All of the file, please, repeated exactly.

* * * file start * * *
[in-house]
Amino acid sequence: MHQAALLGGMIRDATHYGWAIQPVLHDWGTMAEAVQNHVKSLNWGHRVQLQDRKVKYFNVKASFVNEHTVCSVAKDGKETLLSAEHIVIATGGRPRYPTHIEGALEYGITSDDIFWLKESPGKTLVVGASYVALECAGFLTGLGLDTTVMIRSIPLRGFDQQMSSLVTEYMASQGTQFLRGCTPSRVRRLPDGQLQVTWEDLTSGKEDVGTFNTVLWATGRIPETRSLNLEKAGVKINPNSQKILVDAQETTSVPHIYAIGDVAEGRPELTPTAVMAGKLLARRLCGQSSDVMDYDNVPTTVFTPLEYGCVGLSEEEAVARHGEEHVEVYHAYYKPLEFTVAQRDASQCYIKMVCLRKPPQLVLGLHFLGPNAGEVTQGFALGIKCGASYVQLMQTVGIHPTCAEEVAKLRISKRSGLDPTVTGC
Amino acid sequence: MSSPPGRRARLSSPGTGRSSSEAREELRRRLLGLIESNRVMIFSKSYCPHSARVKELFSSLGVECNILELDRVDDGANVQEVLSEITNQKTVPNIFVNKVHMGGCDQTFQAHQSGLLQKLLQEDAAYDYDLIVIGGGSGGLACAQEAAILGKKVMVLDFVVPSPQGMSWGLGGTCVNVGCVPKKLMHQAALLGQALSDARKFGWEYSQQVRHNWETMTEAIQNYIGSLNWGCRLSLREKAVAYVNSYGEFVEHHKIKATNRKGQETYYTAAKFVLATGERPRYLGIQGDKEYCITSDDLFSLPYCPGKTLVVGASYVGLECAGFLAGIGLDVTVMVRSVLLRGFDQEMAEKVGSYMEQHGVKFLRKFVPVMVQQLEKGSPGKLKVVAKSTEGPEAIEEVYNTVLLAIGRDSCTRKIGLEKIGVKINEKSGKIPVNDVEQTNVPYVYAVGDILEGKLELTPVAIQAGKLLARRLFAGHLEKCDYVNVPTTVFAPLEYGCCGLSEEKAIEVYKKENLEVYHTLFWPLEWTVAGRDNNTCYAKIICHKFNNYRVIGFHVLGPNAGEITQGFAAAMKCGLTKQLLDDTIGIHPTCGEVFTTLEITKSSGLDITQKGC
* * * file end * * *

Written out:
[in-house]
Amino acid sequence: MHQAALLGGMIRDATHYGWAIQPVLHDWGTMAEAVQNHVKSLNWGHRVQLQDRKVKYFNVKASFVNEHTVCSVAKDGKETLLSAEHIVIATGGRPRYPTHIEGALEYGITSDDIFWLKESPGKTLVVGASYVALECAGFLTGLGLDTTVMIRSIPLRGFDQQMSSLVTEYMASQGTQFLRGCTPSRVRRLPDGQLQVTWEDLTSGKEDVGTFNTVLWATGRIPETRSLNLEKAGVKINPNSQKILVDAQETTSVPHIYAIGDVAEGRPELTPTAVMAGKLLARRLCGQSSDVMDYDNVPTTVFTPLEYGCVGLSEEEAVARHGEEHVEVYHAYYKPLEFTVAQRDASQCYIKMVCLRKPPQLVLGLHFLGPNAGEVTQGFALGIKCGASYVQLMQTVGIHPTCAEEVAKLRISKRSGLDPTVTGC
Amino acid sequence: MSSPPGRRARLSSPGTGRSSSEAREELRRRLLGLIESNRVMIFSKSYCPHSARVKELFSSLGVECNILELDRVDDGANVQEVLSEITNQKTVPNIFVNKVHMGGCDQTFQAHQSGLLQKLLQEDAAYDYDLIVIGGGSGGLACAQEAAILGKKVMVLDFVVPSPQGMSWGLGGTCVNVGCVPKKLMHQAALLGQALSDARKFGWEYSQQVRHNWETMTEAIQNYIGSLNWGCRLSLREKAVAYVNSYGEFVEHHKIKATNRKGQETYYTAAKFVLATGERPRYLGIQGDKEYCITSDDLFSLPYCPGKTLVVGASYVGLECAGFLAGIGLDVTVMVRSVLLRGFDQEMAEKVGSYMEQHGVKFLRKFVPVMVQQLEKGSPGKLKVVAKSTEGPEAIEEVYNTVLLAIGRDSCTRKIGLEKIGVKINEKSGKIPVNDVEQTNVPYVYAVGDILEGKLELTPVAIQAGKLLARRLFAGHLEKCDYVNVPTTVFAPLEYGCCGLSEEKAIEVYKKENLEVYHTLFWPLEWTVAGRDNNTCYAKIICHKFNNYRVIGFHVLGPNAGEITQGFAAAMKCGLTKQLLDDTIGIHPTCGEVFTTLEITKSSGLDITQKGC